collected as described
. Cells were irradiated using a
Cs g-irradiator at 2.55 Gy per min
(Shepherd). Ultraviolet irradiation was performed using UV Stratalinker 2400 (Strata-
gene). Hydroxyurea (Sigma) was used at 1 mM. Cell lysates were prepared 1 h after
treatment with ionizing radiation or ultraviolet unless otherwise speci®ed and after 24 h of
hydroxyurea treatment. Transfection was performed using Lipofectamine (Gibco)
according to the manufacturer's instructions.
Radioresistant DNA synthesis
NBS1 expression plasmids were co-transfected with pEGFP-N1 (Clontech) in a ratio of
10:1 into the NBS1-LBI cells. Cells were treated with 15 Gy g-irradiation and immediately
incubated in medium containing BrdU for 2 h. We detected BrdU incorporation into DNA
using a monoclonal antibody speci®c for BrdU (Becton-Dickinson) following the
immunostaining procedures described below.
Sensitivity to ionizing radiation
Plasmids containing NBS1 cDNA were co-transfected with pEGFP-N1 at a ratio of 10:1
into the NBS1-LBI cells. Cells were treated with 5 Gy g-irradiation 36 h after transfection.
The viable GFP positive cells within 2.9 cm
were counted at 72 h after ionizing radiation.
Immunostaining was carried out as described
. Rhodamine-conjugated second antibody
was obtained from Jackson Research Laboratories. Slides were mounted in Lipshaw
mountant (Immunon) and staining was analysed with a Zeiss AXIOPHOT ¯uorescence
microscope. Images were processed using the software program Adobe Photoshop 5.0.
Received 22 November 1999; accepted 27 March 2000.
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We thank W.-H. Lee, A. Tomkinson and members of their laboratories for discussion;
A. Tomkinson, T. Boyer and P. Sung for critical reading; S.-Y. Lee for assistance on the
manuscript; M. Chen for site-speci®c mutagenesis of ATM; Q. Du for the initial studies of
ATM kinase; L. Zheng for technical advice; and S. Deb for the full-length human p53
cDNA. E.L. is supported by grants from NIH NINDS, Texas Advanced Research/Advanced
Technology Program and NCI P01. S.Z. is supported by a DOD training grant.
Correspondence and requests for materials should be addressed to E.L.
letters to nature
25 MAY 2000
ATM phosphorylation of Nijmegen
breakage syndrome protein is
required in a DNA damage response
, Velvizhi Ranganathan
§, David S. Weisman
Walter F. Heine
§, David N. Ciccone
§, Ted B. O'Neill
Kindra E. Crick*
, Kerry A. Pierce¶, William S. Lane¶, Gary Rathbun
David M. Livingston*
& David T. Weaver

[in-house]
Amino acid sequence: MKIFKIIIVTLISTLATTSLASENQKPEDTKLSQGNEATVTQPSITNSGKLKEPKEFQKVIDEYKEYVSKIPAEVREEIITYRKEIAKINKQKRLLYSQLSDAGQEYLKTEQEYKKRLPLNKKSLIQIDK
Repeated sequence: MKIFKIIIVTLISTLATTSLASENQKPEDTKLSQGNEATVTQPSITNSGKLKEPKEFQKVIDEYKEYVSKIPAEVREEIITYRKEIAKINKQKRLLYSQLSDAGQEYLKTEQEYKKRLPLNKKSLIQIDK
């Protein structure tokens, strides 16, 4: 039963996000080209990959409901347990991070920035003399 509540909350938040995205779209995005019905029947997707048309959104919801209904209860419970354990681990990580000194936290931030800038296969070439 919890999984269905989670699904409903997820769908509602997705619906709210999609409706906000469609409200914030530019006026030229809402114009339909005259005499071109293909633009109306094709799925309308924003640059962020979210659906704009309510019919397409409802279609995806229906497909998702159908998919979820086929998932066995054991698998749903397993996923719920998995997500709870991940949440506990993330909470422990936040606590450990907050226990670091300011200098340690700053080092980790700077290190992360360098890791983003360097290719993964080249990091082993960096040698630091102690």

* Dana Farber Cancer Institute, 44 Binney Street, Boston, Massachusetts 02115,
Center for Blood Research, 200 Longwood Avenue, Boston, Massachusetts 02115,
Departments of Genetics and Medicine, § Department of Microbiology and
Molecular Genetics and k Department of Pediatrics, Harvard Medical School,
Boston, Massachusetts 02115, USA
¶ Harvard Microchemistry Facility, Harvard University, Cambridge,
Massachusetts 02138, USA
Nijmegen breakage syndrome (NBS) is characterized by extreme
radiation sensitivity, chromosomal instability and cancer
phenotypes are similar to those of ataxia telangiectasia mutated
(ATM) disease, where there is a de®ciency in a protein kinase that
is activated by DNA damage, indicating that the Nbs and Atm
proteins may participate in common pathways. Here we report
that Nbs is speci®cally phosphorylated in response to g-radiation,
ultraviolet light and exposure to hydroxyurea. Phosphorylation of
Nbs mediated by g-radiation, but not that induced by hydroxy-
urea or ultraviolet light, was markedly reduced in ATM cells. In
vivo, Nbs was phosphorylated on many serine residues, of which
S343, S397 and S615 were phosphorylated by Atm in vitro. At least
two of these sites were underphosphorylated in ATM cells.
Inactivation of these serines by mutation partially abrogated
Atm-dependent phosphorylation. Reconstituting NBS cells with
a mutant form of Nbs that cannot be phosphorylated at selected,
ATM-dependent serine residues led to a speci®c reduction in
clonogenic survival after g-radiation. Thus, phosphorylation of
Nbs by Atm is critical for certain responses of human cells to DNA
The Atm protein kinase is activated in response to genotoxic
stresses. Its substrates include many checkpoint-determining and
regulatory proteins, for example, p53, Chk2 and BRCA1 (refs 2±7),
indicating its central position in DNA-damage-activated signalling
pathways. We investigated whether Nbs acts in the same pathway(s)
as Atm and, if so, whether it operates downstream of the latter.
Human cells from many tissues, but not NBS cells, synthesize intact
Nbs (Fig. 1a). Following g-radiation, slower SDS±polyacrylamide
gel electrophoresis (SDS±PAGE) mobility was observed for Nbs in
several tumour-derived and primary ®broblast cell lines (Fig. 1b,
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